Last night I was at the Singapore F1 Grand Prix and, in advance, I thought it would be a good opportunity to try out the new camera in the iPhone 7 Plus. I was in the standing area at turn 12, 15 feet away from cars travelling at over 100 miles-per-hour. Single-shot, burst mode, using camera zoom or not using camera zoom (not that that would make a difference), the cars were just too fast for the iPhone camera:
4K video, on the other hand, worked well:
A lack of good pictures from the iPhone aside, it was incredible being that close to the track and I’ve still got to look through the pictures from my Nikon to see if I managed to capture anything coming close to decent.
Here’s what I think is going on: in countries around the world, particularly Asia (China, Korea, Singapore), and also Brazil, iPhone users don’t use their home buttons. Really. They turn on AssistiveTouch, an iOS accessibility feature designed for people with motor skill problems. AssistiveTouch allows you to navigate across the system, in and out of apps, without ever clicking the home button. Why don’t they click the home button? Because of a widespread misconception that the home button will wear out, thus reducing the resale value of the iPhone.
I moved to Singapore in early 2013 and — truth be told — most of the phones I saw people using on my commute weren’t iPhones. They were larger screened Samsungs.1 When I did see an iPhone in use, it was overwhelmingly being used with AssistiveTouch turned on. It was a feature that was alien to me, I had never seen it in use in the UK.
I don’t see AssistiveTouch in use as much now and my belief is that usage started going down with the introduction of the iPhone 5s, and TouchID, in late 2013. Subsequently, usage really plummeted with the introduction of the larger screened (and, importantly, gold2) iPhone 6 in 2014. (At this point, I also started seeing far more iPhones in use than Samsungs.)
It’ll be interesting to see if usage habits, including mine, change with introduction of this year’s force touch sensor in place of the Home Button.
I ordered an iPhone 7 Plus today, well aware of the fact that it wouldn’t have an 3.5mm headphone jack. I’m not sure what all the fuss is about as Apple have covered the whole gamut of user needs.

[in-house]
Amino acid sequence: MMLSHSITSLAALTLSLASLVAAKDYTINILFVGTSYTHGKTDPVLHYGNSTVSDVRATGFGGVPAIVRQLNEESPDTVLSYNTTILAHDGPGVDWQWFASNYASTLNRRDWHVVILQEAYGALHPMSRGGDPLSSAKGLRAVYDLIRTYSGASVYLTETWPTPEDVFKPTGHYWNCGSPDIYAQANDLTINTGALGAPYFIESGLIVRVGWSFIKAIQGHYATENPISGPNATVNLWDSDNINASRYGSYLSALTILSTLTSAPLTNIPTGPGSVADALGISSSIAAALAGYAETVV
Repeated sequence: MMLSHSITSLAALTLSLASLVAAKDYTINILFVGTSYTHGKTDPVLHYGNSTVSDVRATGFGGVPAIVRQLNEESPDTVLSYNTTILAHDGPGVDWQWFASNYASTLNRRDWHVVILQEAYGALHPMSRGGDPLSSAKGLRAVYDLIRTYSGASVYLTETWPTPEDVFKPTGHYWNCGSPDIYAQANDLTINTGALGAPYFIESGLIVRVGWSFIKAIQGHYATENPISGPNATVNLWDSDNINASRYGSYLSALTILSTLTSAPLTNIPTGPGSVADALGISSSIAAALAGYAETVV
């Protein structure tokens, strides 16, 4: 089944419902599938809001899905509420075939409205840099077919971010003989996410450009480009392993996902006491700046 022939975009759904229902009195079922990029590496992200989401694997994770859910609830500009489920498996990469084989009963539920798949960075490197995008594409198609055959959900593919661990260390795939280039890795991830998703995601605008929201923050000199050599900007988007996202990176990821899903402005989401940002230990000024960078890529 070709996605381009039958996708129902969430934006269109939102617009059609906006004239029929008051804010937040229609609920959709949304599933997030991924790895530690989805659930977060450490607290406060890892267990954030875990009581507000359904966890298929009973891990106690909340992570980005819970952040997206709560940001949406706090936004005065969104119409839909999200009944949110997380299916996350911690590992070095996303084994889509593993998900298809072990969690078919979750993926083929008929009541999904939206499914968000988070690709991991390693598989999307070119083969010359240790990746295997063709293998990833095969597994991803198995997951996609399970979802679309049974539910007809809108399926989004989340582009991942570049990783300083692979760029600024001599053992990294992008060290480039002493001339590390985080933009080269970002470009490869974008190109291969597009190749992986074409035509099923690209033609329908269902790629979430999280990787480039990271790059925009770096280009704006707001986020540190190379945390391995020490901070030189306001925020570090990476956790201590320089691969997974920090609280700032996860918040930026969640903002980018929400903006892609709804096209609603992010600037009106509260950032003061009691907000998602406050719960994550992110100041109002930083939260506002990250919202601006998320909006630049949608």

Continued Use of 3.5mm Headphones
This is possible using the included1 Lightning to 3.5mm headphone jack adapter. There is simply no need to abandon 3.5mm headphones at this stage. You’ll be able to charge and listen using Apple’s Lightning Dock while at a desk. On the go, things are more complicated. Using Belkin’s Lightning Audio + Charge RockStar in conjunction with the 3.5mm adapter, you’ll be able to charge and listen on the go. One can only imagine what this will look like:
The EarPods bundled with the iPhone 7 are Lightning EarPods. If using an iPhone 7 (4.7”), I am positive you will be able to use the iPhone Smart Battery Case to charge and listen and the same time.2 Alternatively, charging and listening at the same time is also possible using Belkin’s Lightning Audio + Charge RockStar on iPhone 7 and 7 Plus.
Coming in October, Apple will release their new AirPod wireless headphones. All I can do now is reserve judgement — I’ve not been overly impressed with any wireless headphones I’ve tried. However, their introduction does fit with Apple’s long term vison of a wireless future, as Jony Ive put it.
So, what’s the fuss about?
When have Apple ever given away an adapter for free? ↩︎
If you have Dropbox installed, take a look at System Preferences > Security & Privacy > Accessibility tab. Notice something? Ever wondered how it got in there? Do you think you might have put that in there yourself after Dropbox asked you for permission to control the computer?